Moving Day #2

Or maybe that’s Moving Day # 4.  The van lines moved us to our new home on August 4th and we have been moving things around, and in place since then.  Tomorrow, the POD company will be delivering the last of our belongings.  They will move a sixteen foot long POD onto our driveway, and we will spend the next couple of days decanting it into our garage.

Most of what is in the POD we boxed up 16 months go when we first put our home on the market.  There are at least fifty boxes of books, and two sets of china in the pod.  Beyond some kitchen things and some winter clothes, I actually don’t remember what else we will find.  THAT tells you that we should be able to part with a lot of what will be delivered.

The food processor, the blender, a very large box (or two) of yarn and the china.  Oh, and a curtain rod for one of my quilts.  That’s what I hope I’ll find!

I’ll be back when we finish the unloading.

Family Wedding

Dear Husband and I have just returned from a family wedding that was absolutely wonderful!  We traveled to Cleveland, Ohio, a place I had never visited.  More than one entire floor of a hotel was reserved for family and friends for the weekend.  Most of the visitors stayed through this morning, but we opted to return on Sunday.  We need to be ready for the last delivery of our belongings, and didn’t want to be caught in the Labor Day traffic.

The groom’s parents hosted a party following the rehearsal, Friday night.  Usually rehearsal dinners are limited to those in the wedding but this party was open to anyone who was in town for the wedding.  It was wonderful to be able to catch up with family and meet people soon to be a part of our family.  The groomsmen got together and did a humorous presentation of the groom’s life for the past six years that had everyone laughing.  They had a life-sized cut-out of the bride and groom, and moved it around the college campus and other sites to tell the story.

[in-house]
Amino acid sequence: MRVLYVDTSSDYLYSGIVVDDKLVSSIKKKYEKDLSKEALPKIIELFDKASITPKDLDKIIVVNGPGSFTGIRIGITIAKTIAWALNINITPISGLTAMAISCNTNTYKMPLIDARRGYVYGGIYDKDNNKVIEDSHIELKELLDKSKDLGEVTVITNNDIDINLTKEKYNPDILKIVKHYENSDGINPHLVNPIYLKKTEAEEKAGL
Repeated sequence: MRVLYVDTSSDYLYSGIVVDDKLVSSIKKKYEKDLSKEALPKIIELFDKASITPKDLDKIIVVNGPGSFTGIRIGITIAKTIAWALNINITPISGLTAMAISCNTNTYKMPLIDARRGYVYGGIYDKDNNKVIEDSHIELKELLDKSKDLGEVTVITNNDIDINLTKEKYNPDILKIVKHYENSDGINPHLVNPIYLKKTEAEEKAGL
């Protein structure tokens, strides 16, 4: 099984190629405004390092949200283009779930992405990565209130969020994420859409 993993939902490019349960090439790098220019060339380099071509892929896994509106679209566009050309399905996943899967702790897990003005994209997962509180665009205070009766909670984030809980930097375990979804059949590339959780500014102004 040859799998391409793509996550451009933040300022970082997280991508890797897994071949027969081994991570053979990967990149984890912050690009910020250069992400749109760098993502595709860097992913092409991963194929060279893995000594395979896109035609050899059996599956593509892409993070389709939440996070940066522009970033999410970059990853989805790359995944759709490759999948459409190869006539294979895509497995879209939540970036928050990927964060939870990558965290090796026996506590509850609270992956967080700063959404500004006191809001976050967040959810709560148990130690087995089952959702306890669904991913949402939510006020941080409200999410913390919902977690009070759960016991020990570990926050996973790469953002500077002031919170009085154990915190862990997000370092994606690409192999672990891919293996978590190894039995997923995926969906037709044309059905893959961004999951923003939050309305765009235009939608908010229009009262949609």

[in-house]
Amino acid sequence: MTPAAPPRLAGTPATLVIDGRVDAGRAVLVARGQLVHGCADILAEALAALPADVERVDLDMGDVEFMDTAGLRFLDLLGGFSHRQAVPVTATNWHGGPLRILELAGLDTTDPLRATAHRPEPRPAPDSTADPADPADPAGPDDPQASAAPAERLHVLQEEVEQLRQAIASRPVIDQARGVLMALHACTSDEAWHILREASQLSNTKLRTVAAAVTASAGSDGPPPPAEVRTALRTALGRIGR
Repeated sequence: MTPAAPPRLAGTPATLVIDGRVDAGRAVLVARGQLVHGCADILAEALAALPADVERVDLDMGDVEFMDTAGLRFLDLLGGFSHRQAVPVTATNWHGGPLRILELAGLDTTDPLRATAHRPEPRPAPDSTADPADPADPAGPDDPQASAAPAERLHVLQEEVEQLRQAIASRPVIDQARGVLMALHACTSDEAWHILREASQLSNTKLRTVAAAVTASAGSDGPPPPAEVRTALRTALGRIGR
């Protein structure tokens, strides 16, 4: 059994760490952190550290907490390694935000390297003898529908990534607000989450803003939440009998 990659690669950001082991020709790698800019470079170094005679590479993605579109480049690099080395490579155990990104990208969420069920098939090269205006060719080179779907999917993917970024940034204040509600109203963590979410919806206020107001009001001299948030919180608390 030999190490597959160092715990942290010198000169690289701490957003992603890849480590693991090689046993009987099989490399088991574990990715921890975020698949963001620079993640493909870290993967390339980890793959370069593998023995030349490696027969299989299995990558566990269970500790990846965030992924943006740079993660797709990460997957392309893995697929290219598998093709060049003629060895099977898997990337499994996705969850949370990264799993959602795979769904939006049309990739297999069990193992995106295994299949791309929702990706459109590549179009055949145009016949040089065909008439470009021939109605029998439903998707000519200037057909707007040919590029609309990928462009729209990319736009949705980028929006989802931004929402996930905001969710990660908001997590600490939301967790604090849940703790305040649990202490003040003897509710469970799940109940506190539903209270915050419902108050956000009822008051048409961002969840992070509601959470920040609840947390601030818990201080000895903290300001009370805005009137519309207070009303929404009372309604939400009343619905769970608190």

Saturday morning was devoted to shopping and hair appointments.  Later in the day we were shuttled to a private club for the wedding and reception.  The location was beautiful, the ceremony touching.  The entire wedding party was lovely, from the flower girls on up to the grandparents of the bride and groom!

There was a choice of sea bass or file mignon for dinner.  My favorite veggie, green beans, were served steamed, whole!  While the meal was wonderful, watching the kids dance was even better!  I’m used to seeing bodies move to music, but what was interesting about this group was that they were dancing to the lyrics!  You could see their bodies responding to certain phrases, or accenting words.  It was fascinating to watch.  It also made me wish I knew ALL the lyrics! lol  Lucky for me, there were a lot of oldies on the play list.

We rode a shuttle back to the hotel and crashed around midnight.  Sunday morning we were invited to brunch at the home of the parents of the bride.  Their gardens are fabulous!    We strolled through them before sitting down to eat and found several plants I couldn’t identify. They had TWO very functional veggie gardens, mostly blocked from view by shrubs, annuals and perennials.  What  a treat!

We chatted with our extended family, caught some hugs, and were on our way.  DH drove the entire day, letting me chat with him or read, as the mood struck.  We stopped every 90 miles or so to get out and stretch.  This time, we chose not to have a meal, which made the trip go a little faster.  Kudos to the Ohio service areas, which are exceptional!  I discovered plastic cups of strawberries to go at one kiosk, and snapped them up.